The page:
emotional detachment

What is emotional detachment? How to stop it from affecting your relationship

While the exact cause of emotional detachment is not yet known, many different reasons can cause a person to feel this way.
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Picture this. You had a rough day at work. You reach home and try to talk to your partner about that, hoping to be comforted. But to your surprise, when you share your feelings with them, they seem disinterested, and sometimes downright dismissive. You are not even sure that they are listening to you. Odd as it seems, you wonder what caused such a cold reaction. If such behaviour drags on for weeks or months, it may be a sign that your partner has become emotionally detached.

An emotionally detached person purposely seeks to avoid a situation or people that make them uncomfortable. According to Healthline, “emotional detachment is the inability or unwillingness to connect with other people on an emotional level.” Dealing with such individuals daily can be an uphill task, and if appropriate steps to address the problem are not taken on time, it can negatively impact relationships. Partners may end up feeling lonely and isolated from each other.

While the exact cause of emotional detachment is not yet known, many different reasons can cause a person to feel this way. It can be both voluntary and involuntary. For some, becoming emotionally numb is a choice as it helps them deal with stressful situations effectively. Since their emotions are not involved, they react in a calm and composed manner, which helps them avoid feelings of stress and anxiety. For others, emotional detachment may happen as a result of a traumatic experience, such as betrayal or the loss of a loved one. Such incidents can reshape a person’s expectations from others, making them emotionally detached to protect themselves from such painful situations.

If being emotionally detached is causing problems in your relationship, there are things that you can do about it. Let’s take a look.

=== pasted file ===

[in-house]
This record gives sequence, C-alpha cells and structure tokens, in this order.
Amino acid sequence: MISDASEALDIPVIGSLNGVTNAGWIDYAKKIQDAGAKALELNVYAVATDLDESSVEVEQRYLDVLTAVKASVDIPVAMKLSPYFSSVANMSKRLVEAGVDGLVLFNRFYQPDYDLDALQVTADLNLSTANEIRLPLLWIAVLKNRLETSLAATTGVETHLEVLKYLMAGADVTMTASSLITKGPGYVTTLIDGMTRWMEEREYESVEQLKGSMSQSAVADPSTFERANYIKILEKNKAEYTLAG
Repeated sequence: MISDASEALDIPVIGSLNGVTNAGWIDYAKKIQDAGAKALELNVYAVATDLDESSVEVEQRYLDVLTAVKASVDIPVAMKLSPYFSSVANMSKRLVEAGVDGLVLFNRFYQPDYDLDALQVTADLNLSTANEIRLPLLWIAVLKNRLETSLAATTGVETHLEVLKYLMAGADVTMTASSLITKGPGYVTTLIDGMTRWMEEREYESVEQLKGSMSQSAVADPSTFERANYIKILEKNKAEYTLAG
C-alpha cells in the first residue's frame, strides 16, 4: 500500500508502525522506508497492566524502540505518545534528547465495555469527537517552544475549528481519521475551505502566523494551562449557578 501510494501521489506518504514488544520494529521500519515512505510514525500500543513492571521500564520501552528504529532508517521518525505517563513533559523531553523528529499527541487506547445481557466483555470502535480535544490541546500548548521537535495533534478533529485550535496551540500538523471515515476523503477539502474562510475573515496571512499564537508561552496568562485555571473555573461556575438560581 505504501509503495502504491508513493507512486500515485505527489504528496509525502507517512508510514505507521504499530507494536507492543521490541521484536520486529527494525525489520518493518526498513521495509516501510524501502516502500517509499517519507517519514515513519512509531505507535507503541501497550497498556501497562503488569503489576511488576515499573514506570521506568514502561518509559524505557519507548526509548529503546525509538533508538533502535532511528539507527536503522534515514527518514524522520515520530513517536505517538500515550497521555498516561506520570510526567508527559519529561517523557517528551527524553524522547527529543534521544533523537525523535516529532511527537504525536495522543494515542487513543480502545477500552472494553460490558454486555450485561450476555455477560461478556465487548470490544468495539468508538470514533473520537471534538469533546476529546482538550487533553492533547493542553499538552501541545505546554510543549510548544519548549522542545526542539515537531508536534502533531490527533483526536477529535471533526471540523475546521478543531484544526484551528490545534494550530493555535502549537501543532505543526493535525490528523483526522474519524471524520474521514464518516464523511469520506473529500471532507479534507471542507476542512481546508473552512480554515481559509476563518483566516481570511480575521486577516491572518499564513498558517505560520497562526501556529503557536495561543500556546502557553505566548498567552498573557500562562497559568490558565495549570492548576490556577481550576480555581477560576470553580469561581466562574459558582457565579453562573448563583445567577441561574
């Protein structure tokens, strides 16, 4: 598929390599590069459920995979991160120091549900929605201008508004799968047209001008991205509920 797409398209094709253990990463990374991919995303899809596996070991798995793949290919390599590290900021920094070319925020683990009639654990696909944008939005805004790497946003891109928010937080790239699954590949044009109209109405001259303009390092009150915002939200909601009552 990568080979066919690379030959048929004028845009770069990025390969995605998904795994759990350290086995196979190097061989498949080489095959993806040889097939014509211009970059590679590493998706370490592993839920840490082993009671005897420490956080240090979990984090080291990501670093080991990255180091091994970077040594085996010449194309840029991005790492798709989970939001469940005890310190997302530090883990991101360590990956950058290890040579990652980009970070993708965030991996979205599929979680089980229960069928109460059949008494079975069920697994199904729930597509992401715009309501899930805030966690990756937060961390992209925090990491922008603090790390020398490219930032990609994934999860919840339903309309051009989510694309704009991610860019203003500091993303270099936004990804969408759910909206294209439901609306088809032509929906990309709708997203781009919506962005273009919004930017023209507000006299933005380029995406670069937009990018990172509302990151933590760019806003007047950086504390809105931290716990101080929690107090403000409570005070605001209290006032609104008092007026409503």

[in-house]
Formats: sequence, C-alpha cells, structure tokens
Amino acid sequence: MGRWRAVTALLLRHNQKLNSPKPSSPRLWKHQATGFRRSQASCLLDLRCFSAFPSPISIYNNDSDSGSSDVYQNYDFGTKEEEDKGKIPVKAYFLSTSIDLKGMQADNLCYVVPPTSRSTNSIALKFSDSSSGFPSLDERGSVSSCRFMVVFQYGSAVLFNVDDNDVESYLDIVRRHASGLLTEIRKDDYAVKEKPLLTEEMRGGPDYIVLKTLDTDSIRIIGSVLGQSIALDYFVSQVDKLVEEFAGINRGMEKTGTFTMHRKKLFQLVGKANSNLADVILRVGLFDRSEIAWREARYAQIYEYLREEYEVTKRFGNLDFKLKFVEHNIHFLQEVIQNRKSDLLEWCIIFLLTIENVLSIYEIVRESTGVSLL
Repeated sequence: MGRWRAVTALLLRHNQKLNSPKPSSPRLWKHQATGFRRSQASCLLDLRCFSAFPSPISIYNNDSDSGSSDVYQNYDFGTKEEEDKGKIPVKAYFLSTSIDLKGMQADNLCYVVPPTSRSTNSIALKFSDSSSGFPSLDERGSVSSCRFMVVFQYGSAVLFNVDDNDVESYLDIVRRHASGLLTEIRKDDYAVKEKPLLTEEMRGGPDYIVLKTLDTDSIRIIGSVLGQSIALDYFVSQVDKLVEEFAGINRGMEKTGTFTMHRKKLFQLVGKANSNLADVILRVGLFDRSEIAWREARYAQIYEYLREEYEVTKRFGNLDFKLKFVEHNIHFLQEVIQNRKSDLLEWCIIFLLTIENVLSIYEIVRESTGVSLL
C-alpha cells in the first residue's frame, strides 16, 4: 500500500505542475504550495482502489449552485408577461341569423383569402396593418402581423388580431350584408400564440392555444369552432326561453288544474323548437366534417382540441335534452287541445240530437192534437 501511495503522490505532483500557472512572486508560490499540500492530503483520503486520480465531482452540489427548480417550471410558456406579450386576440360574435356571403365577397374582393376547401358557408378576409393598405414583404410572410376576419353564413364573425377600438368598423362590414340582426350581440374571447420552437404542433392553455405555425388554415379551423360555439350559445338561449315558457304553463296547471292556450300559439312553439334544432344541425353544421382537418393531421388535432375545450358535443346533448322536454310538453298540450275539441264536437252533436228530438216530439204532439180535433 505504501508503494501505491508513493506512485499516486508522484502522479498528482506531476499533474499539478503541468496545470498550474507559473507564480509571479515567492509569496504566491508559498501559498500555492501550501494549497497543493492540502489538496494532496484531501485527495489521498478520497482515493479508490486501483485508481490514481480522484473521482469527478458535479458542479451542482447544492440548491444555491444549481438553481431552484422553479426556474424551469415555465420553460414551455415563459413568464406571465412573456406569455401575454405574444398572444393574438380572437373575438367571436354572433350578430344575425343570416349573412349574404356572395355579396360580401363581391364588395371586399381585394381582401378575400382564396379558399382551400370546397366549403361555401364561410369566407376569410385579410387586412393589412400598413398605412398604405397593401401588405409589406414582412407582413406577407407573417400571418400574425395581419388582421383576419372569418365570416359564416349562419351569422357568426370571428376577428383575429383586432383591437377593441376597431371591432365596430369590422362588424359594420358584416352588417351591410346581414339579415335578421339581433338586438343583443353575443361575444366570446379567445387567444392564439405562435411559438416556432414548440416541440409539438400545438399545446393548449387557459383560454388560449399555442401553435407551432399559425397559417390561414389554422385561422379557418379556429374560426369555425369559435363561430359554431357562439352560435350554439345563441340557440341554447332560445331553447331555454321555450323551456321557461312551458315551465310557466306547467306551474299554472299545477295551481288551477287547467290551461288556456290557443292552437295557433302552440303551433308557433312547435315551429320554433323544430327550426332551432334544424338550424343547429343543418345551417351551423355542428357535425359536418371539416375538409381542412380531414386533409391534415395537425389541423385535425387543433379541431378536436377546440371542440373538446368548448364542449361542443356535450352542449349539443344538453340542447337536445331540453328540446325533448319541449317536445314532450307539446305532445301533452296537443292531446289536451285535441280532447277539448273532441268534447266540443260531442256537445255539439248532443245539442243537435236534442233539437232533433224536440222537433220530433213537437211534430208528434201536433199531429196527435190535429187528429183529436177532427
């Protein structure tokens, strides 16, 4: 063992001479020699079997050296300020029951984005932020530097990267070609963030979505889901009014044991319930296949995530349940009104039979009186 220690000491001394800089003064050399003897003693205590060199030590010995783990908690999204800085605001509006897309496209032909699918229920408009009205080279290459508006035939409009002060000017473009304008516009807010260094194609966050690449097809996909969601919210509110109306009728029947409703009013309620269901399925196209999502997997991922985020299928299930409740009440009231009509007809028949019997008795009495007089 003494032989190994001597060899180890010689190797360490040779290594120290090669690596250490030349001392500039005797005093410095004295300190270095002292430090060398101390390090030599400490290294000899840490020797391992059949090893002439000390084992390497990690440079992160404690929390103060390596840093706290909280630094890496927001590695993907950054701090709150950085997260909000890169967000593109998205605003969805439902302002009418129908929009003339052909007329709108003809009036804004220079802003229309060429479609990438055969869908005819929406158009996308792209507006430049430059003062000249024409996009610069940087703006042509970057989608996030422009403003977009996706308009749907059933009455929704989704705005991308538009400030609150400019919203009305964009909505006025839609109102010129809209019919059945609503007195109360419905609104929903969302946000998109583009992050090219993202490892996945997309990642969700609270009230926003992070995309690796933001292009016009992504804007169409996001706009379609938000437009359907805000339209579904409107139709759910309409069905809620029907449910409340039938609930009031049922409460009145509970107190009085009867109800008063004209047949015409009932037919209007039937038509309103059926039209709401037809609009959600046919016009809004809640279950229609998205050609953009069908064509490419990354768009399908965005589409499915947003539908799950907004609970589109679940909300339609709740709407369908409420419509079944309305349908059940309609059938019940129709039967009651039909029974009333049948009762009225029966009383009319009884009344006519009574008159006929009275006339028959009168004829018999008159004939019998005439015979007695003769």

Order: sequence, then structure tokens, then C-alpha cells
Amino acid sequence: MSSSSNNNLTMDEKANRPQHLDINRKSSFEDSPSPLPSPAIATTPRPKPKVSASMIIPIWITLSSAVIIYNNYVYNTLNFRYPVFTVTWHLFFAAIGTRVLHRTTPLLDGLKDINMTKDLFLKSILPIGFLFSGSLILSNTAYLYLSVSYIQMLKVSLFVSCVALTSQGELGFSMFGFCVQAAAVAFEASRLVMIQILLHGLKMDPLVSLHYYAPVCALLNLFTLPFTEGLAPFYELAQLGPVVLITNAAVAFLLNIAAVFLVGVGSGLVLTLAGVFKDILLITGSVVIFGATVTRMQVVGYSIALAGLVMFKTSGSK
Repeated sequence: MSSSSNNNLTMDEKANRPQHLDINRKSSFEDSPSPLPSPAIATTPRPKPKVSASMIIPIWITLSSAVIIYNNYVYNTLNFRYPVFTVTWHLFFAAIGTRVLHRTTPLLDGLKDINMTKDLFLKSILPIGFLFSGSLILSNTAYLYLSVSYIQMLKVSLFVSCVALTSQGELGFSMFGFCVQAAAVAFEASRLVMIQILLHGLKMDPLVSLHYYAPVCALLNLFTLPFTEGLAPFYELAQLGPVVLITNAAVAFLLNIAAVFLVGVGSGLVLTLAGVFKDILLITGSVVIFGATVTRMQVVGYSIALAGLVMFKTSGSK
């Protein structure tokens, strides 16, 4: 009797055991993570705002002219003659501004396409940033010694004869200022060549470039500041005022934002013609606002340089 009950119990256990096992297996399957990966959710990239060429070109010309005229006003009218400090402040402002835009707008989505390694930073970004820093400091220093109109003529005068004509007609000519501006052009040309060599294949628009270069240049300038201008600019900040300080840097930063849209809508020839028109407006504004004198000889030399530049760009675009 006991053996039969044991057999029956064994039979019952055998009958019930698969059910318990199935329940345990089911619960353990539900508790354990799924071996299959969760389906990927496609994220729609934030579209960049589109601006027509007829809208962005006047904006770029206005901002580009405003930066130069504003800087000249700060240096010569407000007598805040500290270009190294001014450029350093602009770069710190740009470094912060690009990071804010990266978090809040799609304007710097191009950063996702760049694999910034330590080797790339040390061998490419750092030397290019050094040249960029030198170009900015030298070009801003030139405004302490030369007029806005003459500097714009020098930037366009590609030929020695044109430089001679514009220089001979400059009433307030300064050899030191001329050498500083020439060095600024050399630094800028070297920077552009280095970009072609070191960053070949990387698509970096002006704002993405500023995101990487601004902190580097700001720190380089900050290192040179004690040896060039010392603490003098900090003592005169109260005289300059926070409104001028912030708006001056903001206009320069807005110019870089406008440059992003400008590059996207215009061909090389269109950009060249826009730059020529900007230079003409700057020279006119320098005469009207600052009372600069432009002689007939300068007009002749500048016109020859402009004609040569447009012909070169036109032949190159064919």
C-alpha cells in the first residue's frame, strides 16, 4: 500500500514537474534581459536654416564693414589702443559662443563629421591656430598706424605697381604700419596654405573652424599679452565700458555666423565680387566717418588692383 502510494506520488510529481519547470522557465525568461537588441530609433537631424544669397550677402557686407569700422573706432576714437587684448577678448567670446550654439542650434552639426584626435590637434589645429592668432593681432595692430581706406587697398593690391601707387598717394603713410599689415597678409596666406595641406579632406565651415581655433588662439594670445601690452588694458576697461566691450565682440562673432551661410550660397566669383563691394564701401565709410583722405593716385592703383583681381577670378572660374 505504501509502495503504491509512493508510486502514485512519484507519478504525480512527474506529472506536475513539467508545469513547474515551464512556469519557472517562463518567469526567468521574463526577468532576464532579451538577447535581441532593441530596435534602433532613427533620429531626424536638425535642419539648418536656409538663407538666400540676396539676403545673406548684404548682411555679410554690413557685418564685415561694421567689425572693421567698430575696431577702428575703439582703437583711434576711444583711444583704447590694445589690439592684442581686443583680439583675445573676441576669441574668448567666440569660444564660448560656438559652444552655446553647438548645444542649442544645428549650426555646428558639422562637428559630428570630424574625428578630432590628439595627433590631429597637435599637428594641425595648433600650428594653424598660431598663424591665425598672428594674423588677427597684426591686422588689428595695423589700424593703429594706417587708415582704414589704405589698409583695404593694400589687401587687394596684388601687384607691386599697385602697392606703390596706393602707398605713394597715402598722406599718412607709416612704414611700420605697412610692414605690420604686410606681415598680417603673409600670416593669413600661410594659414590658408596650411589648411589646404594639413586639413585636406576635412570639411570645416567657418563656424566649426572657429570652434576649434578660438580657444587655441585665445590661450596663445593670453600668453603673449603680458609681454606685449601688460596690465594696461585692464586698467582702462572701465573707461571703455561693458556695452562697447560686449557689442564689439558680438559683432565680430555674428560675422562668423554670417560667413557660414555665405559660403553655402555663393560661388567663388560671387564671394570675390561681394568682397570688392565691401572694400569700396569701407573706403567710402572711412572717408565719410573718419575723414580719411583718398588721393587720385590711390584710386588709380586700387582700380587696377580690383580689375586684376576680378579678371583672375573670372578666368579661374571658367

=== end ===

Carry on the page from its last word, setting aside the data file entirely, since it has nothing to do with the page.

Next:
Identify the triggers

Try to identify the situations that make you feel emotionally detached. You need to find out what’s causing you to react the way you do. Try to recognise the thoughts that come up in your mind when you are faced with a situation that could turn emotional. For example, when your partner expresses their feelings, do you pay attention or ignore them? If it’s the latter, try to recognise the triggers that make you walk away from the conversation or try to change the topic.

Get in touch with your feelings

An emotionally detached person is not in sync with their feelings or that of the others around them. It usually makes the other partner feel that they are the only one putting in all the effort to keep their love alive in their relationship. To prevent this, you need to let your guard down and get in touch with your feelings, even if they intimidate you. One way to do that is by developing the habit of journaling. Note down all your thoughts in your journal, no matter how troubling they are. This will help you gain acceptance of your feelings.

Establish ground rules for communication

You must establish a few ground rules before you start talking to your partner about your feelings or listening to theirs. The idea is to ensure that both of you know what is acceptable and what isn’t in a relationship. The conditions must be acceptable to both. This will allow you to have a more meaningful conversation with your partner where you can freely express your true emotions in a safe space.

Stop being hard on yourself

If you are an emotionally detached person, opening up to others can be difficult, which can affect your relationship with your partner. It is important to be patient during that period and not resort to self-criticism. If you only focus on the negative aspects, it will make matters worse. So, focus on the positive things in your life and your relationship. Use positive affirmations to boost your self-belief. Use phrases such as ‘I am worthy’ and ‘I am capable of doing amazing things’ to boost your confidence. Once you restore it, you’ll be able to accept your emotions, thus making you more open to your partner.

Talk to a counsellor

If you feel cut off from your emotions and find it hard to connect with your partner, talking to a counsellor can be helpful. They can help you reconnect with your feelings and suggest ways to improve your communication. You can also try couples counselling if you have a tough time dealing with your emotionally detached partner. Sometimes, detachments are part of a larger problem such as depression or personality disorder or past trauma. Counsellors can help you come face to face with the reasons you are distancing yourself from your partner.

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